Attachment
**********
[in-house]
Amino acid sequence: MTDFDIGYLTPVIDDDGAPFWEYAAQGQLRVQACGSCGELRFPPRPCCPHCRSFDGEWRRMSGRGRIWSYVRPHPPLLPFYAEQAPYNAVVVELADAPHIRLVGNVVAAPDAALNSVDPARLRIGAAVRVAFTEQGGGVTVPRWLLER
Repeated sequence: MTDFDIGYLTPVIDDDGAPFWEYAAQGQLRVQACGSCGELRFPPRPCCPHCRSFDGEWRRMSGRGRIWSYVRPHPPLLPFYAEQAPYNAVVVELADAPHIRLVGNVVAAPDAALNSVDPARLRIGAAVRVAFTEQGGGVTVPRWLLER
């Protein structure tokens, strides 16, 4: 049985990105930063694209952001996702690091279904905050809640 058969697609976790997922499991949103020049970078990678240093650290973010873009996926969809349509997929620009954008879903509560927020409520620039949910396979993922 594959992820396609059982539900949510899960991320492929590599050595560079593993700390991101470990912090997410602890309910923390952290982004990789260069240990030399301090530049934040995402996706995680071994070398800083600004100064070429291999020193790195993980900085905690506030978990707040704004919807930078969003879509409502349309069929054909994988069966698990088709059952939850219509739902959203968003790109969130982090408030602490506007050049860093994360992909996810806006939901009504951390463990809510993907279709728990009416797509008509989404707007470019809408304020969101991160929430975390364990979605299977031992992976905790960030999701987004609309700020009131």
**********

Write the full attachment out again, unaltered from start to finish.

[in-house]
Amino acid sequence: MTDFDIGYLTPVIDDDGAPFWEYAAQGQLRVQACGSCGELRFPPRPCCPHCRSFDGEWRRMSGRGRIWSYVRPHPPLLPFYAEQAPYNAVVVELADAPHIRLVGNVVAAPDAALNSVDPARLRIGAAVRVAFTEQGGGVTVPRWLLER
Repeated sequence: MTDFDIGYLTPVIDDDGAPFWEYAAQGQLRVQACGSCGELRFPPRPCCPHCRSFDGEWRRMSGRGRIWSYVRPHPPLLPFYAEQAPYNAVVVELADAPHIRLVGNVVAAPDAALNSVDPARLRIGAAVRVAFTEQGGGVTVPRWLLER
């Protein structure tokens, strides 16, 4: 049985990105930063694209952001996702690091279904905050809640 058969697609976790997922499991949103020049970078990678240093650290973010873009996926969809349509997929620009954008879903509560927020409520620039949910396979993922 594959992820396609059982539900949510899960991320492929590599050595560079593993700390991101470990912090997410602890309910923390952290982004990789260069240990030399301090530049934040995402996706995680071994070398800083600004100064070429291999020193790195993980900085905690506030978990707040704004919807930078969003879509409502349309069929054909994988069966698990088709059952939850219509739902959203968003790109969130982090408030602490506007050049860093994360992909996810806006939901009504951390463990809510993907279709728990009416797509008509989404707007470019809408304020969101991160929430975390364990979605299977031992992976905790960030999701987004609309700020009131």